Using similar shade of red but a different scale to represent HIV prevalence, it is no longer South Africa that bears the brunt of the HIV epidemic but neighbouring Botswana (as well as Lesotho and Swaziland, harder to spot). Little is usually known about Botswana but for its history of diamonds mining and for being the set for Alexander McCall Smith’s novel, but by the power of representation, and a change of scale, Botswana is now the African country most affected by HIV: estimated rate of new HIV infection (incidence) and percentage of people living with HIV (prevalence) are respectively 1.56 & 24.8 in Botswana and 1.49 & 17.8 in South Africa. Actually the epidmic is even worse in Swaziland but the scale does not allow visualising this information.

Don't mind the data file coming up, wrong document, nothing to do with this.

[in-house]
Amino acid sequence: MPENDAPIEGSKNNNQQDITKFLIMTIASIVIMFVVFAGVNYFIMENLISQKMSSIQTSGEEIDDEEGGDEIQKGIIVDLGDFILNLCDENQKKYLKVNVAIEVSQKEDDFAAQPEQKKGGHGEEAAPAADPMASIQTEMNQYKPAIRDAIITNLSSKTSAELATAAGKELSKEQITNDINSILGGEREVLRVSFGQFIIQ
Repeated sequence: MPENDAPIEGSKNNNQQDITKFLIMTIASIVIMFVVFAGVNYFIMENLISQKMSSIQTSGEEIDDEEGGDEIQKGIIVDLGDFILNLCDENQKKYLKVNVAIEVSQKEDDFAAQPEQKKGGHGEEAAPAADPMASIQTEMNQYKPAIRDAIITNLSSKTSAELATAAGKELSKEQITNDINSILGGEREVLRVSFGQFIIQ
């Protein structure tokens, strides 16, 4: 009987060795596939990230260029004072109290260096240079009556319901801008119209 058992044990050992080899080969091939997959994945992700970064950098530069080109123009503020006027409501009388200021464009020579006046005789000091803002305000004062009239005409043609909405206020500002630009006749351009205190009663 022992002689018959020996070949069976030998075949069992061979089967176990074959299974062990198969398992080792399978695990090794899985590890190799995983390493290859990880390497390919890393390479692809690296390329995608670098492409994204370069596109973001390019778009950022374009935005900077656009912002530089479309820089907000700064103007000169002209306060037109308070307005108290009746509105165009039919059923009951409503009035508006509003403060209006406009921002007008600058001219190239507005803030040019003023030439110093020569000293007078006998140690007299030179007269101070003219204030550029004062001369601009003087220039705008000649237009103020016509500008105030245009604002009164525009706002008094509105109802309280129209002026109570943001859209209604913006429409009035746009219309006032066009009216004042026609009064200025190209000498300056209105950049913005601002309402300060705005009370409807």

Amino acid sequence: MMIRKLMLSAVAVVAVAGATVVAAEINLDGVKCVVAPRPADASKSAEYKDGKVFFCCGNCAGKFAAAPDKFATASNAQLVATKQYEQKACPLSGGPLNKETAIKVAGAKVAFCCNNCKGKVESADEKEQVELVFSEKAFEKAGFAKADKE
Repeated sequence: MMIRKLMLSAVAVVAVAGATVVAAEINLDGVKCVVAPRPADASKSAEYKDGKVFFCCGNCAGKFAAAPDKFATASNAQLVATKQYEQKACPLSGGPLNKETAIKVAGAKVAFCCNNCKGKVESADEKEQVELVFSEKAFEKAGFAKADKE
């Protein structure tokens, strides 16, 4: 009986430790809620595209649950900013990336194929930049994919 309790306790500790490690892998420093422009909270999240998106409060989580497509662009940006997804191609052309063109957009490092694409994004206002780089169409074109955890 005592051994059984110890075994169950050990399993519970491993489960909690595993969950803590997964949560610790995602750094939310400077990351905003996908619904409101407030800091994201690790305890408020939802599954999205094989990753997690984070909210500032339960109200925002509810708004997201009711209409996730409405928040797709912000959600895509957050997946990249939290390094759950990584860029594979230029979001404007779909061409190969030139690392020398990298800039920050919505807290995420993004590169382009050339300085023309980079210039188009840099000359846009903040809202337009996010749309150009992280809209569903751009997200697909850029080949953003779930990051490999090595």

The problem is that a sketch, even good, can be deceitful. The next representations of the HIV epidemic at the province level illustrates that, as much as Africa is not a single country, the epidemic is not homogeneous within South Africa. The data used to generate the next pictures is derived from HIV testing in antenatal clinics. It represents a subset of the epidemic but considering that the South African epidemic disproportionately affects women and the difficulty of obtaining solid prevalence data for the general population, this data is a good proxy indicator. KwaZulu Natal is then identified as having one of the highest HIV prevalence at around 40% but looking at a scale lower than the province level also reveals that some districts in KwaZulu Natal are more affected than others. This should be looked at in relation to population density which in this case also illustrates that the epidemic is not at its highest in the most densely populated areas.